Jul 042011
 

Writing parallel code is all about finding parallelism in an algorithm. What limits parallelism are the dependencies among different code portions. Understanding the dependencies in a program early on can help the programmers (a) determine the amount of available parallelism, and (b) chose  the best parallel programming paradigm for the program. In this post, I try to layout a taxonomy of dependencies in loops and how it plays into parallel programming.

What is my definition of tasks?

It is any piece of work that needs to be done and often takes more than one instructions. The instructions in the task are closely coupled such that it logically makes sense to group them together.

What are task dependencies?

There are two types of dependencies at the task granularity.

Data Dependency: A task K is said to be data-dependent on task J if K  needs data generated by J. For example,

J: foo = bar + 3;
K: lama = foo + 3;

Note that this dependency is ordered: the dependent task J can neither run before K nor in parallel with K.

Un-ordered Dependency: A task J and K are said to have an unordered dependency if they both read-modify-write the same data. For example,

J: foo++;
K: foo++;

Note that J and K can be processed in any order but they cannot be processed in parallel.

 

Thus, two tasks can run concurrently only if they are independent. The goal in parallel programming is to remove as many dependencies as possible by re-factoring the code or the algorithm.

How does it apply to loops?

Lets use the following loop as an example:

for i = 1 to N:
A(i);
B(i);
C(i);

A single core will run the loop in this order: A0, B0, C0, A1, B1, C1, A2, … (A0 = task A in iteration 0, B0 = task B in iteration 0, etc.)

Loops have two types of dependencies:

Intra-Iteration: Typically, tasks within an iteration of the loop are dependent on each other for data. For example, B0 depends on A0.

Inter-iteration: Sometimes different loop iterations share data or hardware resources which creates data or ordered dependencies among them. For example, A1 depends on A0.

How it applies to parallel programming?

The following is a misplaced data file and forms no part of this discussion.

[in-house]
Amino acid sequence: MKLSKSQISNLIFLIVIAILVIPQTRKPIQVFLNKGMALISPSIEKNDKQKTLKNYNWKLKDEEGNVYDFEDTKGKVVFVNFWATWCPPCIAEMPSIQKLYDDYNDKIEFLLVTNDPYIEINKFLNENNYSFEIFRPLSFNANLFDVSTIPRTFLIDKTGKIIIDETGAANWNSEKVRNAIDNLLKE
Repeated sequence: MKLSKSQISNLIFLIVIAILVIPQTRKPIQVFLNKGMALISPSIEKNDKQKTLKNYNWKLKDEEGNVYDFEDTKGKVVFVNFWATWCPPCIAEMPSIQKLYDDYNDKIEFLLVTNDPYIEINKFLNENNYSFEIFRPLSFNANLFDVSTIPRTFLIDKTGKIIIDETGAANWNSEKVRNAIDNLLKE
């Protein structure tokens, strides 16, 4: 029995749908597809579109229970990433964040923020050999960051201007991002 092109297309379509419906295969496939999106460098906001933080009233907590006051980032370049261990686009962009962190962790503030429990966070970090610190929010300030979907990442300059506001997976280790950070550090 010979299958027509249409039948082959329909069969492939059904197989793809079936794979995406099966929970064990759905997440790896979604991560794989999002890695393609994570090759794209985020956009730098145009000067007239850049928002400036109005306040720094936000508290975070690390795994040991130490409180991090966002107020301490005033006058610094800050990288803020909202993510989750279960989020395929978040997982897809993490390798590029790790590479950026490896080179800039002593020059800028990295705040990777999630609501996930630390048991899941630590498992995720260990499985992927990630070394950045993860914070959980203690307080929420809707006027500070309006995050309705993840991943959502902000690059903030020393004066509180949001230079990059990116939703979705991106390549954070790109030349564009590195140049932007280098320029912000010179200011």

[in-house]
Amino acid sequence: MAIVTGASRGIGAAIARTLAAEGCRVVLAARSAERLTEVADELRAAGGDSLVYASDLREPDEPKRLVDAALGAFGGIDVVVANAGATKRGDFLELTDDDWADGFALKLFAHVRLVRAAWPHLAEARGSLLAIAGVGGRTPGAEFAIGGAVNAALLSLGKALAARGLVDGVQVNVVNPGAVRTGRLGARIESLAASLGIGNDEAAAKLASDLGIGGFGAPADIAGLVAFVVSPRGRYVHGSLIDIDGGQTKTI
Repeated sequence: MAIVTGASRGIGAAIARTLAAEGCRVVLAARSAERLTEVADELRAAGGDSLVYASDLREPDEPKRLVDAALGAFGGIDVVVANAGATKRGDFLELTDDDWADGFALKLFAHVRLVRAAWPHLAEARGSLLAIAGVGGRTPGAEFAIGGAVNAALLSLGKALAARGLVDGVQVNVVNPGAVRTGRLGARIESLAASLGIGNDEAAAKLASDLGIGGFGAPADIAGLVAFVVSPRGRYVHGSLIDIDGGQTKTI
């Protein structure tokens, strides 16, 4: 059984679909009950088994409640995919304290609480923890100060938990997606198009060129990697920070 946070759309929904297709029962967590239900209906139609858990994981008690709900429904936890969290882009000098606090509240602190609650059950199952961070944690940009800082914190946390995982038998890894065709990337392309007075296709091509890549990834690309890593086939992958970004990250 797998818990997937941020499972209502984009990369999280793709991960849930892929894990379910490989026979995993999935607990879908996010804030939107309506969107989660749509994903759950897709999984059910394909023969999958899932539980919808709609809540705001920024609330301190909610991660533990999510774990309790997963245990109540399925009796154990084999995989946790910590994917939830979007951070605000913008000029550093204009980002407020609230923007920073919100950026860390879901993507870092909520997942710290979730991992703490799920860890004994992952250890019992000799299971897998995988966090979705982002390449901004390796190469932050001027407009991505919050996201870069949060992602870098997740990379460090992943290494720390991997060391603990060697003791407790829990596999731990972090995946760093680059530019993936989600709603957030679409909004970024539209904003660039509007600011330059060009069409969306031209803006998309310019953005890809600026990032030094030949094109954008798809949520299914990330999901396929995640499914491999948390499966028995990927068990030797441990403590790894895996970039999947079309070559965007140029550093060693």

I have seem four types of common loops.

1. No parallelism exists in a loop where all tasks are data-dependent on the previous tasks. Thus, programmers should re factor the code to remove those dependencies before writing any parallel code. If no dependencies can be removed then the loop should be left untouched. For example,

 

 

2. Loops with independent iterations are easy to parallelize. In this case, programmers should consider using SIMD and watch out for false-sharing and off-chip bandwidth. For example,

 

3. In a typical loop, some tasks are independent of other iterations while other tasks have inter-iteration dependencies. In my experience, such dependencies are usually un-ordered which can be enforced using critical sections. For example, task B should be put inside a critical section in the following loop.

4. If you cannot remove ordered dependencies, you should use a lesson from hardware designers, i.e., use pipeline parallelism. For example, the following loop is well-suited for pipeline parallelism where one thread can process all instances of A in-order, one thread can be in-charge of processing Bs, and the last thread can be in-charge of processing Cs. Note that if B is substantially longer than A or C, it is possible to use multiple threads for the “B-stage” but that will make things out of order and C will need a re-ordering structure to put them back in order.

I am sure there are many other types of loops out there. Other examples?

 

 

  3 Responses to “Parallel Programming: On Using Dependence Information”

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